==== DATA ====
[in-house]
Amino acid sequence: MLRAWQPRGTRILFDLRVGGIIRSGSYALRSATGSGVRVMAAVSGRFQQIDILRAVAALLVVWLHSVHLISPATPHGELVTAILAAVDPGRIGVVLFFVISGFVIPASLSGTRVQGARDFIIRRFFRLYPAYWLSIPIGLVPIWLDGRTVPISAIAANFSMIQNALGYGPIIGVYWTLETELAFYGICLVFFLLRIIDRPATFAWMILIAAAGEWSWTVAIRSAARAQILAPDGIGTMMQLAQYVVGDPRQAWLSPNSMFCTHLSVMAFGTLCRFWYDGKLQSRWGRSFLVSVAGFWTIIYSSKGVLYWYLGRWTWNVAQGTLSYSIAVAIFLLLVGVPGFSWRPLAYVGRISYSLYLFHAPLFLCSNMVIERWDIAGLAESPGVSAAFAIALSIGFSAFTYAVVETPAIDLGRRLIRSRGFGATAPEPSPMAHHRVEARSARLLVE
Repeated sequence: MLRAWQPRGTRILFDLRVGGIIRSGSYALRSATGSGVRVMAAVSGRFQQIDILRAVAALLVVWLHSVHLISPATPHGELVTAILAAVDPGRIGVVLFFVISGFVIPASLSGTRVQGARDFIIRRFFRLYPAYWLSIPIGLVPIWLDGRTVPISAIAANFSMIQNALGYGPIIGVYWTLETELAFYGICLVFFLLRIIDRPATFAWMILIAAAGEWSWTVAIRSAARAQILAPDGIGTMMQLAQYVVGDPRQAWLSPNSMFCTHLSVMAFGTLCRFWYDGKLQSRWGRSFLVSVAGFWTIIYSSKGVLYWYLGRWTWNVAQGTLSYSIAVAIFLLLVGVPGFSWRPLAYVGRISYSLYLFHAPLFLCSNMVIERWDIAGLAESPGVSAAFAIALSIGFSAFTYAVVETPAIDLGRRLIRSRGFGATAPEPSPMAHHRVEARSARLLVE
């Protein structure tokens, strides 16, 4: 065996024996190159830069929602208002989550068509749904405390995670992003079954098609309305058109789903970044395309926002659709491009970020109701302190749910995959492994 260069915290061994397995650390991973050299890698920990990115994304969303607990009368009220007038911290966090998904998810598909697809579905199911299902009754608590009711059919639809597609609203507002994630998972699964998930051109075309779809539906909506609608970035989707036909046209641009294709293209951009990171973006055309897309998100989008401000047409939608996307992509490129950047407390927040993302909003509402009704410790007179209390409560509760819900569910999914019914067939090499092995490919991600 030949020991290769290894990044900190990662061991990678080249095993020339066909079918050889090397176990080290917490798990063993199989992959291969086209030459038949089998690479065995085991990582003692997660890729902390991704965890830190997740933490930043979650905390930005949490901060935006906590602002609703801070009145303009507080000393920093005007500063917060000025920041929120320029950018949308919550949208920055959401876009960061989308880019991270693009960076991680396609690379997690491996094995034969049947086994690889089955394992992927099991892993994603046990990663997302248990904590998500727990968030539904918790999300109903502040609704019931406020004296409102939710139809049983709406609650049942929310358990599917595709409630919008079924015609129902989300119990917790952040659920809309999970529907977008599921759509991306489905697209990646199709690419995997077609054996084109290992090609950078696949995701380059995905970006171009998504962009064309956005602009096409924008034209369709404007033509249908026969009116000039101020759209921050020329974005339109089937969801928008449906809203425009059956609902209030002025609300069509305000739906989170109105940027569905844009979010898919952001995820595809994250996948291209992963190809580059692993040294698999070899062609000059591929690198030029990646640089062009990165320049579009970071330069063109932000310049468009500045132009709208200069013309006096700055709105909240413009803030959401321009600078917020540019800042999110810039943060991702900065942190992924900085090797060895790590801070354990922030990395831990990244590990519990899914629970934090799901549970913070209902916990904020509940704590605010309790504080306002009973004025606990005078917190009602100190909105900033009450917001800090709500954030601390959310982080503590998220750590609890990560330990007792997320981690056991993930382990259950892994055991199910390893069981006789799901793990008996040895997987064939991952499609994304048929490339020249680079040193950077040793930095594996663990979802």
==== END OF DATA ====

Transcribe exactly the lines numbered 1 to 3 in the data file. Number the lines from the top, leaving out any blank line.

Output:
[in-house]
Amino acid sequence: MLRAWQPRGTRILFDLRVGGIIRSGSYALRSATGSGVRVMAAVSGRFQQIDILRAVAALLVVWLHSVHLISPATPHGELVTAILAAVDPGRIGVVLFFVISGFVIPASLSGTRVQGARDFIIRRFFRLYPAYWLSIPIGLVPIWLDGRTVPISAIAANFSMIQNALGYGPIIGVYWTLETELAFYGICLVFFLLRIIDRPATFAWMILIAAAGEWSWTVAIRSAARAQILAPDGIGTMMQLAQYVVGDPRQAWLSPNSMFCTHLSVMAFGTLCRFWYDGKLQSRWGRSFLVSVAGFWTIIYSSKGVLYWYLGRWTWNVAQGTLSYSIAVAIFLLLVGVPGFSWRPLAYVGRISYSLYLFHAPLFLCSNMVIERWDIAGLAESPGVSAAFAIALSIGFSAFTYAVVETPAIDLGRRLIRSRGFGATAPEPSPMAHHRVEARSARLLVE
Repeated sequence: MLRAWQPRGTRILFDLRVGGIIRSGSYALRSATGSGVRVMAAVSGRFQQIDILRAVAALLVVWLHSVHLISPATPHGELVTAILAAVDPGRIGVVLFFVISGFVIPASLSGTRVQGARDFIIRRFFRLYPAYWLSIPIGLVPIWLDGRTVPISAIAANFSMIQNALGYGPIIGVYWTLETELAFYGICLVFFLLRIIDRPATFAWMILIAAAGEWSWTVAIRSAARAQILAPDGIGTMMQLAQYVVGDPRQAWLSPNSMFCTHLSVMAFGTLCRFWYDGKLQSRWGRSFLVSVAGFWTIIYSSKGVLYWYLGRWTWNVAQGTLSYSIAVAIFLLLVGVPGFSWRPLAYVGRISYSLYLFHAPLFLCSNMVIERWDIAGLAESPGVSAAFAIALSIGFSAFTYAVVETPAIDLGRRLIRSRGFGATAPEPSPMAHHRVEARSARLLVE